“I could find eggs on command,” she said. In one year, she supplied 60 classrooms with four to six eggs each. Last year, that number dropped to three classrooms, each receiving only one or two eggs.
As recently as summer 2012, Champagne collected 640 caterpillar eggs, but only found 40 eggs in 2013 and 40 so far this year. The eggs she found during the past two years have been in milkweed patches that lack evidence of other monarch caterpillars or butterflies, suggesting that only a single female flew through the area.
David Gregg, executive director of the Rhode Island Natural History Survey (RINHS), has observed the same population collapse of the past two years. In most years, Gregg said, he spots his first monarch in mid-June; this year, he didn’t see one until the end of July. Despite frequent visits to milkweed patches, he has only seen caterpillars once this year.
“If you go out at lunch and make a list of the butterflies you see, a monarch should be on that list,” Gregg said. This year, though, that hasn’t been the case. “It’s definitely a low year.”
Since 2007, the Audubon Society of Rhode Island has conducted a survey of butterflies in all five Rhode Island counties. The count is completed on a single day in early July. Experts and the general public participate.
While the annual number of hours spent counting has remained relatively constant, the number of monarchs counted has declined. With the exception of 2012, a year with an unusually high number of monarchs, each year since 2009 has returned a lower monarch count than its predecessor. During the 2013 and 2014 surveys, only about 20 monarchs were counted, down from 200 monarchs counted in 2009.
Eugenia Marks, senior director of policy for the Audubon Society of Rhode Island, said the counts can be erratic because they represent a snapshot of only one day each year. Cool or hot weather, the pace of the monarchs’ migration north and a variety of other factors can lead to a high or low count in a given year, she said.
Still, the trend during the past seven years points to a decline, and the Audubon surveys match the experiences of more consistent observers such as Oliviera and Champagne.
End of the line
Being at the end of the monarch migratory chain is a major contributor to southern New England’s low monarch population, according to Gregg. “There is not a whole lot we can do (locally) to make more arrive in Rhode Island,” he said.
Despite that fact, Gregg said, more can be done to assist the monarchs that do make it to the region.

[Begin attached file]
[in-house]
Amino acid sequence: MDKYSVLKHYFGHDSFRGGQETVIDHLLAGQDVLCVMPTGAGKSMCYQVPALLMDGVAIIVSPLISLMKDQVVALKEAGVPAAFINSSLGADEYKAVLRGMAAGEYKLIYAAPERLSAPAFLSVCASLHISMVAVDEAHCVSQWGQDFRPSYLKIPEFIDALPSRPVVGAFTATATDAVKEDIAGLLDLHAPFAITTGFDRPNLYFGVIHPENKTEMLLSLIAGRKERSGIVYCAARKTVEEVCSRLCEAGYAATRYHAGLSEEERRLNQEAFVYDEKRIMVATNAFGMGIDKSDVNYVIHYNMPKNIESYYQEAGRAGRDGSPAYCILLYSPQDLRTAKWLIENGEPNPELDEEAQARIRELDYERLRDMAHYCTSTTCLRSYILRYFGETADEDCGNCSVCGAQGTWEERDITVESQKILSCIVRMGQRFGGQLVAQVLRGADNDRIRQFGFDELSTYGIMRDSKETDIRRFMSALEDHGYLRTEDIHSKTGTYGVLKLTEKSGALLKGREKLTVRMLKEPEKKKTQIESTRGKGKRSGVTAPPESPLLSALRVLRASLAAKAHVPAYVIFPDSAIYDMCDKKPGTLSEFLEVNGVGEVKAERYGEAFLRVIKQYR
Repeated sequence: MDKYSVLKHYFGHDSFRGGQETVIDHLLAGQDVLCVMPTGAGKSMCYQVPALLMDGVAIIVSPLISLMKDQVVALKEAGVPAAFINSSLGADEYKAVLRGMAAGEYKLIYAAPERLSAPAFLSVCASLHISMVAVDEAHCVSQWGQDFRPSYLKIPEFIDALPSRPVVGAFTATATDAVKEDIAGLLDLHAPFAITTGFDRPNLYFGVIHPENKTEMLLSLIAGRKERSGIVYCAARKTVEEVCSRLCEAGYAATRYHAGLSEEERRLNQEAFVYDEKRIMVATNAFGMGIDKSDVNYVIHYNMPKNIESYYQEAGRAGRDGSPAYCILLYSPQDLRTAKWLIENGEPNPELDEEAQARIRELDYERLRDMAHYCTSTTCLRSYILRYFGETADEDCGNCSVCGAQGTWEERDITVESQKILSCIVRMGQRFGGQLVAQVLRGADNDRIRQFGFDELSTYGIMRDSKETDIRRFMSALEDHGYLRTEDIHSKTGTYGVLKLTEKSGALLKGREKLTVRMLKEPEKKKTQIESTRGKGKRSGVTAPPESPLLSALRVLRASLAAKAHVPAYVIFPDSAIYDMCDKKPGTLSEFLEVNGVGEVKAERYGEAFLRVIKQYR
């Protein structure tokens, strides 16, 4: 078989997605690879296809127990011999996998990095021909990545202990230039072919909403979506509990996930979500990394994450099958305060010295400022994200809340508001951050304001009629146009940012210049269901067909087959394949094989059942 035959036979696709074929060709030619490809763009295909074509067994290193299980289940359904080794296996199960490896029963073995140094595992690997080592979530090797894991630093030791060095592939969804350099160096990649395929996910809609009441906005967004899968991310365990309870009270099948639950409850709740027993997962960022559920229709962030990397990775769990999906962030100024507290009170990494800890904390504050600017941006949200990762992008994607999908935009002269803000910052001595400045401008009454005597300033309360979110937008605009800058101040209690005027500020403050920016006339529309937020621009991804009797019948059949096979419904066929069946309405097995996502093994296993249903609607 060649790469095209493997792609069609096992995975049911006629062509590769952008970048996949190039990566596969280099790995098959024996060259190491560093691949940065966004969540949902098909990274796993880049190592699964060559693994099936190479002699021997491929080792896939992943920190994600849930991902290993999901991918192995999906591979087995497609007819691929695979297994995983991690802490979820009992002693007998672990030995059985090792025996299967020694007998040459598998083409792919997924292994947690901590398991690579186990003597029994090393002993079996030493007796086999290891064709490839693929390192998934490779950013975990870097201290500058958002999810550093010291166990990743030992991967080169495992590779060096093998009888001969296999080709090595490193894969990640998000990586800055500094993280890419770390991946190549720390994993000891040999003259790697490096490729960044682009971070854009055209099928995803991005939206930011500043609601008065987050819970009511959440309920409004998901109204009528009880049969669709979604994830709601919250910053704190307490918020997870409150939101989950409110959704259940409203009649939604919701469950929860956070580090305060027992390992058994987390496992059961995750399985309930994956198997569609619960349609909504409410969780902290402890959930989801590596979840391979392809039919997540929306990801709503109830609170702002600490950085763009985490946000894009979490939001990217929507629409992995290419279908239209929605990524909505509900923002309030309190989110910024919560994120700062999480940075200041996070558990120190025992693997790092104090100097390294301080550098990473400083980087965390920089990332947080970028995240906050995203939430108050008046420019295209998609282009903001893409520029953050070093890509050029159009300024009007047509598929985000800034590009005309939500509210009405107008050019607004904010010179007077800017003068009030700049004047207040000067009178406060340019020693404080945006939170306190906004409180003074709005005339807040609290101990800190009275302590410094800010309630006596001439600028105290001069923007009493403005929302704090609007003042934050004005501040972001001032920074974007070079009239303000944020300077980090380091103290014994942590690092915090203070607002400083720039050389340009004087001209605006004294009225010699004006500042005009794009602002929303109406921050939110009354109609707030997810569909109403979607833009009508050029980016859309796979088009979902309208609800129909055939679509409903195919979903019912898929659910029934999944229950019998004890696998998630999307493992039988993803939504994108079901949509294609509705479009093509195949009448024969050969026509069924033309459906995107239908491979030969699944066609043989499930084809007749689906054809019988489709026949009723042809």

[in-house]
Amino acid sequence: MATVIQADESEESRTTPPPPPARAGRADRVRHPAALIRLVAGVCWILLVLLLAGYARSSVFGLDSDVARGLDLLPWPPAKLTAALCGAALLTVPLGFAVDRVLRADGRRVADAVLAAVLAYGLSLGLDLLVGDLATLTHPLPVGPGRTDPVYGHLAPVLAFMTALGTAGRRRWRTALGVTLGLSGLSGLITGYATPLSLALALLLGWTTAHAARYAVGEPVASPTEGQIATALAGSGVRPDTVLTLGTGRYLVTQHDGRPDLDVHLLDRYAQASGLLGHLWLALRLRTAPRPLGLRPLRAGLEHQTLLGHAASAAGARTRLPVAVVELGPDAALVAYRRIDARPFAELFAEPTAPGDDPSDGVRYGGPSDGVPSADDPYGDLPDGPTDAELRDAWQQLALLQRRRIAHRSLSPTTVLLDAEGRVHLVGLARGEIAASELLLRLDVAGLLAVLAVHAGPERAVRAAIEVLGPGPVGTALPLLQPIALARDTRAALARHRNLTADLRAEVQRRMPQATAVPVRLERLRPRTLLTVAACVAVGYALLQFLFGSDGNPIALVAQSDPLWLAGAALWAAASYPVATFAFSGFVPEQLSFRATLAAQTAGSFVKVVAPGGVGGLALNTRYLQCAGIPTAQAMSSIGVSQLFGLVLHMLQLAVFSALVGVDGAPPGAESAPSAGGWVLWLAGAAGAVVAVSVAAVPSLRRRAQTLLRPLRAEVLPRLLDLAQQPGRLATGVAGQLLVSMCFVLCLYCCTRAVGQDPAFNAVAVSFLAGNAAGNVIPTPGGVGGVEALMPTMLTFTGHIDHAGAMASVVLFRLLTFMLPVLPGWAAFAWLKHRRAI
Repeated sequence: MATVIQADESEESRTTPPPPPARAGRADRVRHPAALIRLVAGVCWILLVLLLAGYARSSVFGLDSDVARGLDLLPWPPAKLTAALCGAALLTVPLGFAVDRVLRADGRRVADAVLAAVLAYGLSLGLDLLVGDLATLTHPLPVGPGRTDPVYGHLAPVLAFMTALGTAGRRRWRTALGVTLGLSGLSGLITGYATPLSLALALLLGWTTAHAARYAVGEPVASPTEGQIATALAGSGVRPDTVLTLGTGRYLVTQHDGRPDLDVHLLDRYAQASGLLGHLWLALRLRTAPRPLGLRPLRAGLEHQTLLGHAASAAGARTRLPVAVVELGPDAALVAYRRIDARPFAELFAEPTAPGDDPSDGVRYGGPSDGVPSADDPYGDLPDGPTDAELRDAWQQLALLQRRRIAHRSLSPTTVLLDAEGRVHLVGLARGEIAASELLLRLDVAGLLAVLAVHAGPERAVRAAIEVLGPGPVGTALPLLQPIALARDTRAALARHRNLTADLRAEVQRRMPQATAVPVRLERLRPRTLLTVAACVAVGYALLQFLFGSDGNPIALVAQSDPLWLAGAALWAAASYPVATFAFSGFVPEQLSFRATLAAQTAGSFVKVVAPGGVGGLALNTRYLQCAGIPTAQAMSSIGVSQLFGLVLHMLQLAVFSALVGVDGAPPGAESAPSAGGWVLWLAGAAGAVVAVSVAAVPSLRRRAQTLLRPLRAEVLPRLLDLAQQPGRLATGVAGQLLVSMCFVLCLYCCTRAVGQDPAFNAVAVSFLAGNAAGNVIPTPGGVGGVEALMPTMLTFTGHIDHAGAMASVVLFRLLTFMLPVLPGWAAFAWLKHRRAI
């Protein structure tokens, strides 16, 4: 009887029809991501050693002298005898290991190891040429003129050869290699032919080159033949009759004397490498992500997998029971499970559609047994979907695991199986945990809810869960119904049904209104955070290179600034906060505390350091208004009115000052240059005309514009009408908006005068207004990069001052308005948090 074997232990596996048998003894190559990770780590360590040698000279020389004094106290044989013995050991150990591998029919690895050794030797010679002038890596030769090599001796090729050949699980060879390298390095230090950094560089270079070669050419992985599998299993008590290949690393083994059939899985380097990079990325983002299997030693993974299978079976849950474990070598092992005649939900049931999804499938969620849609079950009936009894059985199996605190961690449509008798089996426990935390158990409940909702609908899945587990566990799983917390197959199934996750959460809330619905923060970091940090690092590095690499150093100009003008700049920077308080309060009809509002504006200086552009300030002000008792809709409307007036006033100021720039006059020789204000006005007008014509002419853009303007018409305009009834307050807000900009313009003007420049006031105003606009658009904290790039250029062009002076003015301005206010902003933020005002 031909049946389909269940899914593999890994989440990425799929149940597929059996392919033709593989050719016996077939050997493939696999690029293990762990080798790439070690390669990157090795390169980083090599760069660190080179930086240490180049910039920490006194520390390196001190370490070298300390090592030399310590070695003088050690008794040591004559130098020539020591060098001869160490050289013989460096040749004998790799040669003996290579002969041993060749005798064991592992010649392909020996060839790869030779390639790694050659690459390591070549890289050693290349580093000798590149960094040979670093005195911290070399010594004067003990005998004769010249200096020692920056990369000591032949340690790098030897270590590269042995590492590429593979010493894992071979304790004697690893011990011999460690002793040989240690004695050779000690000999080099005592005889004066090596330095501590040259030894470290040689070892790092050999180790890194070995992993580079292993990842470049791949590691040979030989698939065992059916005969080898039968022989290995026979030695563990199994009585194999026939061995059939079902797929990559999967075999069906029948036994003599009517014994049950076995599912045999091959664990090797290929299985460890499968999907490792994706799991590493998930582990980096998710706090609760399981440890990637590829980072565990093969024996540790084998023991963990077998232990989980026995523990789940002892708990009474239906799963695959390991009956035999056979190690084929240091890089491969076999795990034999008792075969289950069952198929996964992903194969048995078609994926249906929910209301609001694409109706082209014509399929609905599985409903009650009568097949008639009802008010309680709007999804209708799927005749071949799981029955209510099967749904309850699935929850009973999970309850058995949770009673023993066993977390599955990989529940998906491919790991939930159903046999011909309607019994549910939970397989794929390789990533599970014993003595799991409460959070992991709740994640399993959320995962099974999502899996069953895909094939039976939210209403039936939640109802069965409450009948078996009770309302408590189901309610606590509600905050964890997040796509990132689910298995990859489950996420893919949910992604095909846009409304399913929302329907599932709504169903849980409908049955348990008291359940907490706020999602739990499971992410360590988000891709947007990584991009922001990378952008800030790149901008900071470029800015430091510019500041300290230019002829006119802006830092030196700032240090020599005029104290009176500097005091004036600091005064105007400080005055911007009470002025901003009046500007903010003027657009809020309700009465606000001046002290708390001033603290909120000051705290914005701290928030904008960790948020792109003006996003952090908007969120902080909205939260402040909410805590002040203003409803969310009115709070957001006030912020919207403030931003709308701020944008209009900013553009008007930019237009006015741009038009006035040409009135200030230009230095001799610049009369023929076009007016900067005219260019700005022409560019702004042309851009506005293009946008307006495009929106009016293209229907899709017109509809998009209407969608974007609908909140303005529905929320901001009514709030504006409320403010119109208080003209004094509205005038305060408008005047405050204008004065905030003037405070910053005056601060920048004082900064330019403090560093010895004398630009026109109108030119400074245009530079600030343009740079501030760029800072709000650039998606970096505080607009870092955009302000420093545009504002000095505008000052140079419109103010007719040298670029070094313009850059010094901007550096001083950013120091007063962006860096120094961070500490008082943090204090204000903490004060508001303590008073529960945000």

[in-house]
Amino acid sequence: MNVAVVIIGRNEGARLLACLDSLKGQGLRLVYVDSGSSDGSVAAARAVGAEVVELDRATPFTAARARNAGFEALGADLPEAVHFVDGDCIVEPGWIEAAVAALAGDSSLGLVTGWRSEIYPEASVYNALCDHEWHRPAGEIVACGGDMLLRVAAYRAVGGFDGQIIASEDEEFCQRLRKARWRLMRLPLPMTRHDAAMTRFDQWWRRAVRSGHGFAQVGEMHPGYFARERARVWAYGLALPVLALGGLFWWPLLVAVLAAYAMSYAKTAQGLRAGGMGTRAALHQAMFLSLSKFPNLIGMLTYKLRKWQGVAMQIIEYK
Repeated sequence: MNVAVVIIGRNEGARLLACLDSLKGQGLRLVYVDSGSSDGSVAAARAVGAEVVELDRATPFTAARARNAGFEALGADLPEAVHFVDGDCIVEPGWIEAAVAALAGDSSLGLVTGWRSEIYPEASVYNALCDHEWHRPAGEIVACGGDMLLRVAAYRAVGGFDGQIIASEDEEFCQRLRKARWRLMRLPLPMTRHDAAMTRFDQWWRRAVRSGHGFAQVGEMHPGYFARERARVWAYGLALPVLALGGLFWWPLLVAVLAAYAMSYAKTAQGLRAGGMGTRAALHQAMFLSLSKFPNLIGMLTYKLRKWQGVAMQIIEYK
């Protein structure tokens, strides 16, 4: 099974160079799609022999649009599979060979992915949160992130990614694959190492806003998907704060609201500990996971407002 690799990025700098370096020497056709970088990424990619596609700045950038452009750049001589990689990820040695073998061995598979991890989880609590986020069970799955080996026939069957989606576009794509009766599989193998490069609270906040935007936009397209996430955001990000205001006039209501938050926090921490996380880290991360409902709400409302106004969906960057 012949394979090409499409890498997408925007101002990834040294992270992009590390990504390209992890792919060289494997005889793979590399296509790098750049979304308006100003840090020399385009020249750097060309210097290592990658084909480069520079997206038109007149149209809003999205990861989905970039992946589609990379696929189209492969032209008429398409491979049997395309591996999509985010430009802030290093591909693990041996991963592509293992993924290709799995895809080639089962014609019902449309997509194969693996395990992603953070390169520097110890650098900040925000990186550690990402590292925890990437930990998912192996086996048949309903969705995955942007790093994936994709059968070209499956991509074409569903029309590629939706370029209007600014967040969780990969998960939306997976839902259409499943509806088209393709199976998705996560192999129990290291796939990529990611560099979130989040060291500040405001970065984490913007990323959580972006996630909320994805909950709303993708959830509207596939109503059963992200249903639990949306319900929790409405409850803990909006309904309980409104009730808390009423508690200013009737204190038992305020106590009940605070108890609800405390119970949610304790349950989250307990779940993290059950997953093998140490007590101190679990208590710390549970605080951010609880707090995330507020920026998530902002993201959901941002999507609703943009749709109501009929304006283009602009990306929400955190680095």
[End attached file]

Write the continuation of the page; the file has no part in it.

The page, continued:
Rhode Island is home to common, swamp and orange milkweed and butterfly weed, all suitable monarch habitat. Increasing the amount of these plants could help monarch numbers grow, Gregg said. “You don’t need a big milkweed patch to get four or five monarchs out of it,” he said.
The problem is that Gregg has observed a decline in local milkweed. Fields taken out of production 30 years ago are productive habitat for wildlife, including for monarchs, Gregg said. But many such fields have been lost to development or have reverted to forest.
He also blames property owners with manicured lawns and gardens. “People could be happier with what they have,” said Gregg, who has observed people remove milkweed and replace it with pest-free exotics in their gardens. “Exotics are pest-free because nothing around here will eat them. They don’t contribute to the ecosystem.”
Another productive habitat for monarchs is the vegetated dunes along southern New England’s coast. A 2005 RINHS report about the Napatree Point Conservation Area in Westerly stated, “In September, hundreds of Monarch butterflies were seen feeding on seaside goldenrod and were likely congregating as part of a migratory event.”
But dense coastal development and rising sea levels are putting these important migratory staging grounds at risk.
Howard Hoople, president of the Massachusetts Butterfly Club, isn’t panicking ... yet. “I see fewer monarchs, but not dramatically fewer,” he said.
Hoople was in the Adirondacks when ecoRI News spoke with him, and he said he had spotted a monarch a day earlier. He also noted that he saw a monarch caterpillar during the trip.
Hoople said he hasn’t observed a major decline in milkweed around his home in Andover, Mass. In some areas, such as neglected farm fields and home gardens, he said the amount has probably increased.
Still, Hoople doesn’t deny the well-documented decline of the monarch population, or the concerning numbers of the past two years. “All migrating animals are having a hard time, not just monarchs,” he said.
Monarchs receive more focus because they are the backyard example, but many migratory animals are struggling with the same issues, mainly habitat disruption and climate change, Hoople said.